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Trump attacks Clinton over paid speeches released by WikiLeaks

Democratic nominee spoke of having 'both a public and private position' in purported speeches to Wall Street banks

Scott Olson/Getty Images

WikiLeaks on Friday published hacked emails from John Podesta, the chairman of Hillary Clinton's presidential campaign, including excerpts from paid private speeches that the Democratic nominee delivered to major Wall Street banks. In the transcripts, which have not been verified, Clinton said that big banks are best positioned to reform the financial sector and spoke of her support for "open trade and open borders," contrasting with her anti-Wall Street rhetoric during the Democratic primary. Republican nominee Donald Trump attacked Clinton over the speeches during an acrimonious debate on Sunday night.

Bernie Sanders repeatedly called on Clinton to release the transcripts during the Democratic primary, though the former secretary of state never did. In one of the excerpts, delivered to Goldman Sachs and BlackRock in 2014, she admitted to being "kind of far removed" from the middle class following the financial crisis; in a 2013 speech to a Brazilian bank, she said: "My dream is a hemispheric common market, with open trade and open borders, some time in the future with energy that is as green and sustainable as we can get it, powering growth and opportunity for every person in the hemisphere."

In another 2013 speech, Clinton cited Abraham Lincoln in describing the need to have "both a public and a private position" in politics. That quote came up during Sunday night's debate, with Clinton saying that "it is hard sometimes to get the Congress to do what you want to do and you have to keep working at it," and accusing Russia of using WikiLeaks to influence the election. Trump countered that Clinton had been "caught in a total lie," and criticized her for "blaming the lie on the late, great Abraham Lincoln."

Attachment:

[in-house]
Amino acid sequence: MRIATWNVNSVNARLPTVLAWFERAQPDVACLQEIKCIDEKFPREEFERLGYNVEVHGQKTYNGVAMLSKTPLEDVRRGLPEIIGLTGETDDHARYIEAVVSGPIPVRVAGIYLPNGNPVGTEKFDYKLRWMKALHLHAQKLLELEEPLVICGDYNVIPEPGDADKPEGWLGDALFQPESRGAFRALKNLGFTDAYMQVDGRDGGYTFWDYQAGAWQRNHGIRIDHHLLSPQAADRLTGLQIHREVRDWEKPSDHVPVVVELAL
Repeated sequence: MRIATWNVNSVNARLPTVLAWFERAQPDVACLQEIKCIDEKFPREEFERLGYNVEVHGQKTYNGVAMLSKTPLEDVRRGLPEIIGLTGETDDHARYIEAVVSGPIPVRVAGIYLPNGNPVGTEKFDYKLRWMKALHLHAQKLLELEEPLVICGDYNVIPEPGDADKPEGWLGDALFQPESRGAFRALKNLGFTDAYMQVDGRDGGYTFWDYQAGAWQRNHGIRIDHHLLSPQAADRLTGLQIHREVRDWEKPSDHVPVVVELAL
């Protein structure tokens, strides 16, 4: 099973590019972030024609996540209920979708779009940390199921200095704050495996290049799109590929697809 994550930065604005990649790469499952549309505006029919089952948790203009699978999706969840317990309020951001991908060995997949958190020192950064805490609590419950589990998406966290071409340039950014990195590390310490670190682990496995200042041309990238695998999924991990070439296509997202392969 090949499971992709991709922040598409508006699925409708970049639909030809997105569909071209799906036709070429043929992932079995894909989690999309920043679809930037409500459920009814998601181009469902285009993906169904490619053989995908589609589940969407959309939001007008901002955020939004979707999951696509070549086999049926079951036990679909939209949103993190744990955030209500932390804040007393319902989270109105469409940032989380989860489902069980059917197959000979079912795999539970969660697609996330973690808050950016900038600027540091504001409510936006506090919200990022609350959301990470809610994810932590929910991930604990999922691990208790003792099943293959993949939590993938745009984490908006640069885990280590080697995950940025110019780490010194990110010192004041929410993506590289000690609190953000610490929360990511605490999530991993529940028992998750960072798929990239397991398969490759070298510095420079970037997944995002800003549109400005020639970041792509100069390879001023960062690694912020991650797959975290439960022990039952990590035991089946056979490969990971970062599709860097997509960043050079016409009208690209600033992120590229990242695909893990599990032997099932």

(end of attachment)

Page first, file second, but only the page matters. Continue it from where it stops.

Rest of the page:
Friday's publication was the first in what WikiLeaks has described as a series of releases to come over the next 10 weeks. Speaking at a 10th anniversary event last week, WikiLeaks founder Julian Assange said the organization plans to release documents pertaining to the US electoral system, Google, and mass surveillance in the coming weeks. In July, WikiLeaks released more than 19,000 emails from the Democratic National Committee, which appeared to show the DNC favoring Clinton over Sanders, and led to the resignation of chairwoman Debbie Wasserman Schultz. On Friday, the director of National Intelligence and Department of Homeland Security officially blamed Russia for being behind the hack.

The Clinton campaign has not confirmed the authenticity of the thousands of emails released last week, but Podesta and Clinton's running mate, Senator Tim Kaine, have raised doubts of their veracity.

"I'm not happy about being hacked by the Russians in their quest to throw the election to Donald Trump," Podesta said in a series of tweets late Friday. "Don't have time to figure out which docs are real and which are faked."